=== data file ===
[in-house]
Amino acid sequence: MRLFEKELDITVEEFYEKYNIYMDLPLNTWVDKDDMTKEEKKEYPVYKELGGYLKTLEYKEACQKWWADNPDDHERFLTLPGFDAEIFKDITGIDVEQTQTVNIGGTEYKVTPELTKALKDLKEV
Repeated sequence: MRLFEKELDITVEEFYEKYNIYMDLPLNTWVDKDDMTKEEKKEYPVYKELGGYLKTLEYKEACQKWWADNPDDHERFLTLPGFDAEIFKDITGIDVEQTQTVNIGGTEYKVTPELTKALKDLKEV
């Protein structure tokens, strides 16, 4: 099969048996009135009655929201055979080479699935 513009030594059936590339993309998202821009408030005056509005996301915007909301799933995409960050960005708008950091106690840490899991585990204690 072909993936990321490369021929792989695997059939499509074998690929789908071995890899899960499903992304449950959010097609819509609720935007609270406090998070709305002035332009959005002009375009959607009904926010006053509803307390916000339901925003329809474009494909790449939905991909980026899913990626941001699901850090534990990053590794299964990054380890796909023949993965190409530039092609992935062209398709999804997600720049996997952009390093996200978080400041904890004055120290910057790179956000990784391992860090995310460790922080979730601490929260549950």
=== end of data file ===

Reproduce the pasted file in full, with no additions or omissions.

[in-house]
Amino acid sequence: MRLFEKELDITVEEFYEKYNIYMDLPLNTWVDKDDMTKEEKKEYPVYKELGGYLKTLEYKEACQKWWADNPDDHERFLTLPGFDAEIFKDITGIDVEQTQTVNIGGTEYKVTPELTKALKDLKEV
Repeated sequence: MRLFEKELDITVEEFYEKYNIYMDLPLNTWVDKDDMTKEEKKEYPVYKELGGYLKTLEYKEACQKWWADNPDDHERFLTLPGFDAEIFKDITGIDVEQTQTVNIGGTEYKVTPELTKALKDLKEV
């Protein structure tokens, strides 16, 4: 099969048996009135009655929201055979080479699935 513009030594059936590339993309998202821009408030005056509005996301915007909301799933995409960050960005708008950091106690840490899991585990204690 072909993936990321490369021929792989695997059939499509074998690929789908071995890899899960499903992304449950959010097609819509609720935007609270406090998070709305002035332009959005002009375009959607009904926010006053509803307390916000339901925003329809474009494909790449939905991909980026899913990626941001699901850090534990990053590794299964990054380890796909023949993965190409530039092609992935062209398709999804997600720049996997952009390093996200978080400041904890004055120290910057790179956000990784391992860090995310460790922080979730601490929260549950």